Dramatic decline: The findings raise concerns parts of the region could be ice-free by 2040

Calculations: Researchers used new computer models to produce detailed snow cover estimates from 2002 to 2018 (pictured in red). These are more accurate than previous data from Soviet expeditions between 1954 and 1991 (green) and a modified version of these recordings which account for changes in sea ice throughout the year (blue)

In the three coastal seas of Laptev, Kara and Chukchi, waters increased by 70 per cent, 98 per cent and 110 per cent respectively, when compared with earlier calculations, the team said.

And across all seven coastal seas, the variability in sea ice thickness from year to year increased by 58 per cent, they added.

‘The thickness of sea ice is a sensitive indicator of the health of the Arctic,’ Mr Mallett added.

‘It is important as thicker ice acts as an insulating blanket, stopping the ocean from warming up the atmosphere in winter, and protecting the ocean from the sunshine in summer. Thinner ice is also less likely to survive during the Arctic summer melt.’

The Arctic, together with the Antarctic, act as the world’s refrigerator, with snow and ice in the region reflecting heat back into space, while other parts of the planet continue to absorb heat.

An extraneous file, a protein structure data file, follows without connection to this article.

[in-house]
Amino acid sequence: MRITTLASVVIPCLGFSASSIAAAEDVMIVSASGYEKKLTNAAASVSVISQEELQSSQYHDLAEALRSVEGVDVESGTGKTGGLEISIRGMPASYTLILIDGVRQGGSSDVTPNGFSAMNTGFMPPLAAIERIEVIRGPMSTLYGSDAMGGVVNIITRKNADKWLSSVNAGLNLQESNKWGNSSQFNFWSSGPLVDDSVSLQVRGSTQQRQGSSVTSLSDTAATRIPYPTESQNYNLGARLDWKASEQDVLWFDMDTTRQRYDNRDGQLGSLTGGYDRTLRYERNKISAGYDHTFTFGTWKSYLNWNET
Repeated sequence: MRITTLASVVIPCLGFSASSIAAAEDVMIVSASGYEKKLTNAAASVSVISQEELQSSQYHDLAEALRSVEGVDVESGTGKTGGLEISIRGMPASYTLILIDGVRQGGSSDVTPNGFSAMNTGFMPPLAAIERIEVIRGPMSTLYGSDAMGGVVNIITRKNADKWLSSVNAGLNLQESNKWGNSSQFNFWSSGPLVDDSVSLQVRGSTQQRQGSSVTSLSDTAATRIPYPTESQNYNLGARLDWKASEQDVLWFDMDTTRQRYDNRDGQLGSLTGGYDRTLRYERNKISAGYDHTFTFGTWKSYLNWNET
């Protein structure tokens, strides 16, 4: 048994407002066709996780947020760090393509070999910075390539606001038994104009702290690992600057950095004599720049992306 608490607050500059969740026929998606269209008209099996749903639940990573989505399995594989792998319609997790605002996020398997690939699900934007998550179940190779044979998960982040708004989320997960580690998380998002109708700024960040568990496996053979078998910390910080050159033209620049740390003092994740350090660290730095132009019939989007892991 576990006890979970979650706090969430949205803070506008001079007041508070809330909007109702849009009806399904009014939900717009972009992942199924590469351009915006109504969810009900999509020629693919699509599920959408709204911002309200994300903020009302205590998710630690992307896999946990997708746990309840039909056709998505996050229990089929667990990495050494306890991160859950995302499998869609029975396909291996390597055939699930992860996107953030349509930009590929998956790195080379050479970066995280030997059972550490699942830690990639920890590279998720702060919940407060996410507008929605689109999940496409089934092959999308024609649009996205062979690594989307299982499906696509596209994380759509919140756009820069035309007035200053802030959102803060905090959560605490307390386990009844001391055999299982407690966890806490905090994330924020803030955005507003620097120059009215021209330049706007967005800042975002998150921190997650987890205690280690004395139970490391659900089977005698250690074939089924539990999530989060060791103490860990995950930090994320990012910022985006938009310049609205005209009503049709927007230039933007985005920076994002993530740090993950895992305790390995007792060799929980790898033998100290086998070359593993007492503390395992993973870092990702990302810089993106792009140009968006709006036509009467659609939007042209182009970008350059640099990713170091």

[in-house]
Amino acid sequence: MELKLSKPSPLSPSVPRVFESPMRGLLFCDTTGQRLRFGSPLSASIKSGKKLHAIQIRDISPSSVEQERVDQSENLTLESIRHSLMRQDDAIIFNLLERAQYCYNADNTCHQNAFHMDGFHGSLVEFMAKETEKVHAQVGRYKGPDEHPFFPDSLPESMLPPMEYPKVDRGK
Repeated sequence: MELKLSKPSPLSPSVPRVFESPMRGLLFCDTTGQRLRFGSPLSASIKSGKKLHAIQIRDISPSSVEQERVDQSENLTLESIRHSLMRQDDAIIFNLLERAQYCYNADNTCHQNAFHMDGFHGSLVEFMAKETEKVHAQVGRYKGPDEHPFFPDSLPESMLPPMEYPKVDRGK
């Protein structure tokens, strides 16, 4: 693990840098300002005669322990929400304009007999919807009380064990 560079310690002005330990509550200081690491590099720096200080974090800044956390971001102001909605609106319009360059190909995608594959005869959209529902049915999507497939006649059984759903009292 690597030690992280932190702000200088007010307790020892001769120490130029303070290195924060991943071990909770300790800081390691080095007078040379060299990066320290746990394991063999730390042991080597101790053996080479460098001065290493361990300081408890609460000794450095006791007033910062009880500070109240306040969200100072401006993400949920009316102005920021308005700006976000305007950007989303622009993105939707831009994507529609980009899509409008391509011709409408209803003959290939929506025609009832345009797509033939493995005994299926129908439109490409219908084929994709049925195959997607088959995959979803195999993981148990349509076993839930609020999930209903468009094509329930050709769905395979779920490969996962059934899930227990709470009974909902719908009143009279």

Loss of ice in these regions would not only cause global temperatures to rise, but would also increase the risk of extreme weather and flooding in many coastal regions around the world.

Researchers also said the thinning of sea ice in the coastal Arctic seas has implications for human activity in the region – both in terms of shipping along the Northern Sea Route as well as the extraction of resources from the sea floor, such as oil, gas and minerals.

The Arctic, together with the Antarctic, act as the world’s refrigerator, with snow and ice in the region reflecting heat back into space, while other parts of the planet absorb heat

‘More ships following the route around Siberia would reduce the fuel and carbon emissions necessary to move goods around the world, particularly between China and Europe,’ Mr Mallet said.

‘However, it also raises the risk of fuel spillages in the Arctic, the consequences of which could be dire.

‘The thinning of coastal sea ice is also worrying for indigenous communities, as it leaves settlements on the coast increasingly exposed to strong weather and wave action from the emerging ocean.’ 

Study co-author Professor Julienne Stroeve, of UCL Earth Sciences, said: ‘There are a number of uncertainties in measuring sea ice thickness, but we believe our new calculations are a major step forward in terms of more accurately interpreting the data we have from satellites.

‘We hope this work can be used to better assess the performance of climate models that forecast the effects of long-term climate change in the Arctic – a region that is warming at three times the global rate, and whose millions of square kilometres of ice are essential for keeping the planet cool.’